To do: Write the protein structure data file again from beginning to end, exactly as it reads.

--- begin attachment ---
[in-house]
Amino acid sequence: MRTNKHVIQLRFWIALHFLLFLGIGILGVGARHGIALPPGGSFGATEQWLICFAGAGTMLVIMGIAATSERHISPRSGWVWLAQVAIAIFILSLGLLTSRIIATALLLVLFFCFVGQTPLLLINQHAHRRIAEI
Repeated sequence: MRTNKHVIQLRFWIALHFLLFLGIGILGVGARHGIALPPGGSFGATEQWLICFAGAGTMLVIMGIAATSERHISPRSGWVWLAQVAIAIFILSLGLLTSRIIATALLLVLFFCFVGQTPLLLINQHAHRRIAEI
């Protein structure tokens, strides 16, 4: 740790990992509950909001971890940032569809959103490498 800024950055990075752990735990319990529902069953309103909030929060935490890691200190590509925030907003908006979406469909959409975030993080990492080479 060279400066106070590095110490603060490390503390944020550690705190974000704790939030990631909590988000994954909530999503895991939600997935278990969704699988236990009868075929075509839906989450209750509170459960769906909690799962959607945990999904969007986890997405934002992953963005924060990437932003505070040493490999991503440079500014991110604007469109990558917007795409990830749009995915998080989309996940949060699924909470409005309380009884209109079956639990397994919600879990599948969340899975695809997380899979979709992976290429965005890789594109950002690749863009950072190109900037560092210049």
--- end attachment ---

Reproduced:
[in-house]
Amino acid sequence: MRTNKHVIQLRFWIALHFLLFLGIGILGVGARHGIALPPGGSFGATEQWLICFAGAGTMLVIMGIAATSERHISPRSGWVWLAQVAIAIFILSLGLLTSRIIATALLLVLFFCFVGQTPLLLINQHAHRRIAEI
Repeated sequence: MRTNKHVIQLRFWIALHFLLFLGIGILGVGARHGIALPPGGSFGATEQWLICFAGAGTMLVIMGIAATSERHISPRSGWVWLAQVAIAIFILSLGLLTSRIIATALLLVLFFCFVGQTPLLLINQHAHRRIAEI
């Protein structure tokens, strides 16, 4: 740790990992509950909001971890940032569809959103490498 800024950055990075752990735990319990529902069953309103909030929060935490890691200190590509925030907003908006979406469909959409975030993080990492080479 060279400066106070590095110490603060490390503390944020550690705190974000704790939030990631909590988000994954909530999503895991939600997935278990969704699988236990009868075929075509839906989450209750509170459960769906909690799962959607945990999904969007986890997405934002992953963005924060990437932003505070040493490999991503440079500014991110604007469109990558917007795409990830749009995915998080989309996940949060699924909470409005309380009884209109079956639990397994919600879990599948969340899975695809997380899979979709992976290429965005890789594109950002690749863009950072190109900037560092210049």